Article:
Urine Drug Test Basics

urine drug testThe urine drug test is the most common method of workplace drug testing. In the interest of providing employees a safe and healthy working environment, many employers use the method for its proven quickness and accuracy in detecting traces of drugs in one’s urine sample. Also known as a urine drug screen or UDS, a urine drug test can help employers and employees alike to avoid hazardous situations that could result in injuries and deaths.


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7 Useful Facts Regarding Drug Testing in the Workplace

drug testing in the workplaceToday, drug testing in the workplace has become commonplace in our society. Each passing day sees more and more employers starting to realise how important establishing a workplace drug policy—and a drug testing program—can be in helping keep the health and safety of every single worker in their employ.

If you’re one of those employers that have yet to create and implement a drug testing program, here are a number of interesting facts about drug testing in the workplace that could prove to be useful in preparing you for what lies ahead.


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Most Aussies Support Medical Cannabis Ahead of Parliament Vote

medical cannabisA new survey reveals that more than two-thirds of Australians support the use of medical cannabis for people suffering from chronic pain and illness, says Adam Gartrell in a report for The Sydney Morning Herald.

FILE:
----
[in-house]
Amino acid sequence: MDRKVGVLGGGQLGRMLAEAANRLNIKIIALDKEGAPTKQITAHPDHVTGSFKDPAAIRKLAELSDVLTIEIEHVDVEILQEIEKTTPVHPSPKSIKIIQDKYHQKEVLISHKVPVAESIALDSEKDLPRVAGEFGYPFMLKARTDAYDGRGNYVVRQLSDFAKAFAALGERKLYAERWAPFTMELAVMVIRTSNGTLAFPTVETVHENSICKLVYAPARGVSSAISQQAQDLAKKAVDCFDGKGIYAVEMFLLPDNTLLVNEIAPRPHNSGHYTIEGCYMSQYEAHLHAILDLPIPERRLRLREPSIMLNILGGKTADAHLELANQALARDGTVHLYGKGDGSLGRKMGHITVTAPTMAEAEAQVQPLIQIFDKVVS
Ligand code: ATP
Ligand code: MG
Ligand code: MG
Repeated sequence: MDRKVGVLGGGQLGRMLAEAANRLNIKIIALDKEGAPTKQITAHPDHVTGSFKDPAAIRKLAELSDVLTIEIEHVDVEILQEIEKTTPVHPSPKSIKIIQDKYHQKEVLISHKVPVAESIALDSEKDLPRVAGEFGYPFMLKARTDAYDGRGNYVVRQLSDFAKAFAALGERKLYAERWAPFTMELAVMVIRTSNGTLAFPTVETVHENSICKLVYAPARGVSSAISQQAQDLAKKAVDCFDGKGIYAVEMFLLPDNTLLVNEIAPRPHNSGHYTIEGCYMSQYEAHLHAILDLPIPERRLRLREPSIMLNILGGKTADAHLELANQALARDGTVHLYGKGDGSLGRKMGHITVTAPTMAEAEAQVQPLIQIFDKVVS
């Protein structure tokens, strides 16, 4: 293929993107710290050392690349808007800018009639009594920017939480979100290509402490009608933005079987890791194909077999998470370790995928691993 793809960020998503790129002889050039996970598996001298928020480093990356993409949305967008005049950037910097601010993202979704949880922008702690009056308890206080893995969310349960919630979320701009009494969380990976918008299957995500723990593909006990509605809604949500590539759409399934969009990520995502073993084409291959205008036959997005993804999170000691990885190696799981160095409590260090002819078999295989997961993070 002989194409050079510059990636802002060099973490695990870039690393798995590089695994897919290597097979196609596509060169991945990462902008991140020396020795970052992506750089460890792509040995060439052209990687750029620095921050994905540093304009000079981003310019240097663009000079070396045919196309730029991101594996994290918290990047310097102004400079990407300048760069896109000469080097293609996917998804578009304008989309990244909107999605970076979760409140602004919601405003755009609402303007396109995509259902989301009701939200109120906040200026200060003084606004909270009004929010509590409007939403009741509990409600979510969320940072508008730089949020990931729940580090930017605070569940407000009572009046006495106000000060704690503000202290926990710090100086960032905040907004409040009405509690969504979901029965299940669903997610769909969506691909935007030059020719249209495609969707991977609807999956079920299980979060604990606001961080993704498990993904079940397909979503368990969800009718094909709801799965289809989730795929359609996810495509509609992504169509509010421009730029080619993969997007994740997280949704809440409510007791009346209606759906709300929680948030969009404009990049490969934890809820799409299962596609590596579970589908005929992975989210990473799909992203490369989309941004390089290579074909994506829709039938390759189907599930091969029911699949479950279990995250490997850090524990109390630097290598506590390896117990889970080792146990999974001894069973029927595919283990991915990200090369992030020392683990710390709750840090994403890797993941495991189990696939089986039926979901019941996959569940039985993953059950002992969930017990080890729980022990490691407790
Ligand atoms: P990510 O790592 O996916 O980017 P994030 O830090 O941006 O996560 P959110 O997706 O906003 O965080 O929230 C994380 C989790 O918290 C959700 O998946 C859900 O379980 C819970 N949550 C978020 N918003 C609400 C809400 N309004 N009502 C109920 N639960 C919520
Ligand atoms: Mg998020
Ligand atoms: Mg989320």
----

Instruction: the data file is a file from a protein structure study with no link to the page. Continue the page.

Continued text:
The survey, which was conducted by Palliative Care Australia, found that 67 per cent of the 1006 people surveyed from across the country back medical cannabis, while only nine per cent oppose it.

The results of the survey comes as the Federal Parliament deliberates and votes on a cannabis legalisation bill this month. Once the bill, which has the backing of Prime Minister Tony Abbott, is approved, the production, distribution and use of medicinal cannabis will become the responsibility of the federal government.

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AU Drug Arrests and Seizures Hit Record High

drug arrests and seizuresThe Australian Crime Commission has released its annual illicit drug data report, which reveals that law enforcement has achieved a record high in the last financial year in terms of drug arrests and seizures, says Dan Harrison and Fergus Hunter in a report for The Sydney Morning Herald.

According to the ACC report, illicit drug arrests in 2013-2014 reached 112,000, which reflects a 10 per cent increase on the previous year. Illicit drug seizures, on the other hand, were pegged at 93,000, a seven per cent rise on 2012-13.

These seizures include a single 10-tonne seizure of benzaldehyde, a chemical used to make methamphetamine or ice, in Victoria, which is facing a huge problem with the drug.

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